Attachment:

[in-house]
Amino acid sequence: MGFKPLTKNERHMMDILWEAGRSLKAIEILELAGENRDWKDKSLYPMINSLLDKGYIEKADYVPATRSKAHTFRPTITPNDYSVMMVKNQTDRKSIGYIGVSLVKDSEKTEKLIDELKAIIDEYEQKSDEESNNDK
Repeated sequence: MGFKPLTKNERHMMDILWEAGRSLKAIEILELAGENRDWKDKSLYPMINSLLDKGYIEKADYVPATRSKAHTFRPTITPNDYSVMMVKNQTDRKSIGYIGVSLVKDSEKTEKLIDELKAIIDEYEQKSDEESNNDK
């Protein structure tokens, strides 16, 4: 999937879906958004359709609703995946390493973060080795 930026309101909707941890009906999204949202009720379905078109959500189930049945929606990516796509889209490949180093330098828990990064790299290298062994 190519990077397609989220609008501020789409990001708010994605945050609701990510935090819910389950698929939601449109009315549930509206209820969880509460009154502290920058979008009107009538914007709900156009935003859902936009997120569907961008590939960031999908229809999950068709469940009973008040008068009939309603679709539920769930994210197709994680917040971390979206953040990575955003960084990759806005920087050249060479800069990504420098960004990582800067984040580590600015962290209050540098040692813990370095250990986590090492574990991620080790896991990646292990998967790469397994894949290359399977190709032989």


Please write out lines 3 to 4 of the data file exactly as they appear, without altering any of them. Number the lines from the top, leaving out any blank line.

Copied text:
Repeated sequence: MGFKPLTKNERHMMDILWEAGRSLKAIEILELAGENRDWKDKSLYPMINSLLDKGYIEKADYVPATRSKAHTFRPTITPNDYSVMMVKNQTDRKSIGYIGVSLVKDSEKTEKLIDELKAIIDEYEQKSDEESNNDK
């Protein structure tokens, strides 16, 4: 999937879906958004359709609703995946390493973060080795 930026309101909707941890009906999204949202009720379905078109959500189930049945929606990516796509889209490949180093330098828990990064790299290298062994 190519990077397609989220609008501020789409990001708010994605945050609701990510935090819910389950698929939601449109009315549930509206209820969880509460009154502290920058979008009107009538914007709900156009935003859902936009997120569907961008590939960031999908229809999950068709469940009973008040008068009939309603679709539920769930994210197709994680917040971390979206953040990575955003960084990759806005920087050249060479800069990504420098960004990582800067984040580590600015962290209050540098040692813990370095250990986590090492574990991620080790896991990646292990998967790469397994894949290359399977190709032989």